Food Poverty, Grow to Give – this community led project, developed as a result of Covid, enabled surplus fruit and vegetable produce from allotments and back gardens to be donated to support food banks and community fridges; approximately 1.5 tonnes of produce had been donated this year.  Funding was being provided to enhance and expand the community project, developing the infrastructure for sustainability and helping volunteers build skills and connections so the surplus food could continue to be shared once the funding ends.  A number of allotments in priority areas across the county would be given focused support and the provider would also develop and promote resources to support any community in Buckinghamshire who wanted to grow to give. S Preston asked the HWB for support to help promote the project once the growing season started in 2021.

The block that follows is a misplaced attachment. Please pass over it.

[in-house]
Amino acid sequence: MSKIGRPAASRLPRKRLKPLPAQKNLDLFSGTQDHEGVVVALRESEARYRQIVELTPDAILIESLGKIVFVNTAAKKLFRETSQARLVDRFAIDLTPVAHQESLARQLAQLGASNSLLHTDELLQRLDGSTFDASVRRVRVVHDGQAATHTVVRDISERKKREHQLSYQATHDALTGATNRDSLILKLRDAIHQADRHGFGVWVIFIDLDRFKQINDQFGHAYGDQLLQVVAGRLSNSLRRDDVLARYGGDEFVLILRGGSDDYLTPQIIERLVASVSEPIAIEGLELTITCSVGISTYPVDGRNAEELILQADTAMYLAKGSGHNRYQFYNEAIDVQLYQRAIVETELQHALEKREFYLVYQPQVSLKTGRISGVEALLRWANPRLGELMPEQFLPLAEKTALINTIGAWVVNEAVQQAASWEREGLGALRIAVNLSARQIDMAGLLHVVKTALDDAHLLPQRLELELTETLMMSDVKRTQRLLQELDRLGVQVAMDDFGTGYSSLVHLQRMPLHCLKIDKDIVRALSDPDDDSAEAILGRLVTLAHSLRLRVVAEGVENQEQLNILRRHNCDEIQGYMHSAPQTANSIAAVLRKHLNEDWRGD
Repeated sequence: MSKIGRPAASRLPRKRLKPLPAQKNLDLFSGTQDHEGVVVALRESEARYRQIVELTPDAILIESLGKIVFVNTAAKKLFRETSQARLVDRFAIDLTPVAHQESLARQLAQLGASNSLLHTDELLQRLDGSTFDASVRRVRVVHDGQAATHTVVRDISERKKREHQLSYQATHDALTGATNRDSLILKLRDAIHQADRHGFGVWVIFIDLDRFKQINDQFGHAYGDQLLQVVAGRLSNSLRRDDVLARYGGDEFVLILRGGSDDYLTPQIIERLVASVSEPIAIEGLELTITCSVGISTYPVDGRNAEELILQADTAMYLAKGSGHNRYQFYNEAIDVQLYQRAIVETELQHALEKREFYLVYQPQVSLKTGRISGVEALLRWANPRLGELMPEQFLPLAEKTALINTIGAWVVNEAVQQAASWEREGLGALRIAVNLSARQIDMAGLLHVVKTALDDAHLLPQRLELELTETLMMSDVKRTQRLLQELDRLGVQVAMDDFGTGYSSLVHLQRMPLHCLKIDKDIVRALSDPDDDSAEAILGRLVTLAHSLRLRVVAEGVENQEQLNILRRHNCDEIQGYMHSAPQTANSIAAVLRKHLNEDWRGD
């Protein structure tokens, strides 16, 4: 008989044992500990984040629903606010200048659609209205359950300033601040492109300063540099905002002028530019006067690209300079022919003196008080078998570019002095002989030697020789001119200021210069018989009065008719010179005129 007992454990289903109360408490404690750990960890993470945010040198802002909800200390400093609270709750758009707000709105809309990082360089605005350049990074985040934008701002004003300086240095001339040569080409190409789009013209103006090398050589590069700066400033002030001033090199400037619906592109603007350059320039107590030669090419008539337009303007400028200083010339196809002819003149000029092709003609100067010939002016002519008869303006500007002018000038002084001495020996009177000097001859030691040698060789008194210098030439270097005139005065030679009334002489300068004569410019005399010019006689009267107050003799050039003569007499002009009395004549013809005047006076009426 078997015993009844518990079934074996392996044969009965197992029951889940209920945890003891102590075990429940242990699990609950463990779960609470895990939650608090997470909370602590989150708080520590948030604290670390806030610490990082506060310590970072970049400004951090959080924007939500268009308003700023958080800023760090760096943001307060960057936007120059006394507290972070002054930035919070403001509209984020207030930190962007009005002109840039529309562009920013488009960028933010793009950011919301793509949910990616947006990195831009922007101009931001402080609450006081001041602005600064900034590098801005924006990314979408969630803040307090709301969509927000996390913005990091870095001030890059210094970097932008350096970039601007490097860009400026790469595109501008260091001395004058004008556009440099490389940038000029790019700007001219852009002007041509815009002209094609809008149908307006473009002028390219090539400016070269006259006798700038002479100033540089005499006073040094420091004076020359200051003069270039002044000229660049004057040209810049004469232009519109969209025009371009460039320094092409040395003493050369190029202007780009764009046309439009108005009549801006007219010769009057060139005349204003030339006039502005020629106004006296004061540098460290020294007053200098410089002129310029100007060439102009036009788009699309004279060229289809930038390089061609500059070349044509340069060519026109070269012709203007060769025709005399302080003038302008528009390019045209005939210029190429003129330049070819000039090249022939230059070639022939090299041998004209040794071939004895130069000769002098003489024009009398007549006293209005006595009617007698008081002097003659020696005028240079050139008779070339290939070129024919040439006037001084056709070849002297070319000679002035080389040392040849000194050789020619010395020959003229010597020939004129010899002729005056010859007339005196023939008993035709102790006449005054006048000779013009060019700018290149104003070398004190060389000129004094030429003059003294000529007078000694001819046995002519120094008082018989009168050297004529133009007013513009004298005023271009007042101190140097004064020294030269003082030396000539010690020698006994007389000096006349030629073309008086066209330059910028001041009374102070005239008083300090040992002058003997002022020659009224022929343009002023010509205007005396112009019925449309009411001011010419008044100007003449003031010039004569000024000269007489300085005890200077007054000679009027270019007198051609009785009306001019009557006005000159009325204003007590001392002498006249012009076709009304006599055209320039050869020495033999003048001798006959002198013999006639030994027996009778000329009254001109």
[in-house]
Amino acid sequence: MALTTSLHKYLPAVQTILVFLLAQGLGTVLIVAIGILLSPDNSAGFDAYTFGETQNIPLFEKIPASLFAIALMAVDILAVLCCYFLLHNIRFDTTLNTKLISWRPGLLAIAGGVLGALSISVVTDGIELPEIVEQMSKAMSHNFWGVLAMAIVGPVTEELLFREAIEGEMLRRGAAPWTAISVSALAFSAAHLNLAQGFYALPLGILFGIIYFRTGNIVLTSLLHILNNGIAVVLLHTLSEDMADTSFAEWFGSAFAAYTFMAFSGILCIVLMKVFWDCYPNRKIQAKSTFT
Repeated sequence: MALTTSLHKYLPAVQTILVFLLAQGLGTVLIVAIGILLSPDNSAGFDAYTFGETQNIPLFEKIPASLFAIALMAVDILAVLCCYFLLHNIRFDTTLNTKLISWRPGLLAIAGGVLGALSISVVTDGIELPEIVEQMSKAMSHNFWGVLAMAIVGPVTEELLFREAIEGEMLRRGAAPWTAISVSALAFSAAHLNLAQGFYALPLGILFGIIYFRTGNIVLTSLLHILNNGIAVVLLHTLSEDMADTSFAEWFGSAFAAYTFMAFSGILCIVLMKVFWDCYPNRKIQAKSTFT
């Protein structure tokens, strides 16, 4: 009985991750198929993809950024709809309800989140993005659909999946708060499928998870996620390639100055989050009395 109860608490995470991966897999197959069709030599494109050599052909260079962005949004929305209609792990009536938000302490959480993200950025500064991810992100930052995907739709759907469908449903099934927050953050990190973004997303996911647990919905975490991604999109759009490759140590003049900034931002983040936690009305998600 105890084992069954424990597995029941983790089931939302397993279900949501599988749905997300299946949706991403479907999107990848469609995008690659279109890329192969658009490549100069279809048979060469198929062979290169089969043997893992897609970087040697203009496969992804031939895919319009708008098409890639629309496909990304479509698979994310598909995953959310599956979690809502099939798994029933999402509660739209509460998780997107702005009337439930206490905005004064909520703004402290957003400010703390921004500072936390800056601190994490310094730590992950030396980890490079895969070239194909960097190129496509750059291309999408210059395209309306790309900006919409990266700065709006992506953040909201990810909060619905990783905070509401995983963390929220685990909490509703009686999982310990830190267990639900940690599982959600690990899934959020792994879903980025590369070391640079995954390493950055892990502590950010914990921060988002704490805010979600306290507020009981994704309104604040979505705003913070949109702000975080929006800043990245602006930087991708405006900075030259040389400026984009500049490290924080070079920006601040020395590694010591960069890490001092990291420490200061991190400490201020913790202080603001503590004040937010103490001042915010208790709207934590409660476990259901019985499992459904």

Community Food Growing and Cooking – to support communities across Buckinghamshire to develop sustainable community-led growing and cooking projects with a focus on growing and cooking on a low income.  It wouldl be a countywide offer with intensive support in the communities with the highest poverty levels (High Wycombe, Aylesbury, Buckingham, Chesham and Wexham and Iver West).  All communities in Buckinghamshire would be able to access online tool kits, resources, support and training to help set up community growing projects.  Expert gardeners would support a network of volunteers to develop the growing sites within their communities with funding and starter kit to set up sites in the priority areas.  Initially, the focus would be on the growing element; the cooking element of the project would be developed during 2021.  S Preston asked the HWB to identify communities and volunteers who might be interested as well as any potential growing sites and existing projects that were already underway to ensure they were linked up and to avoid duplication.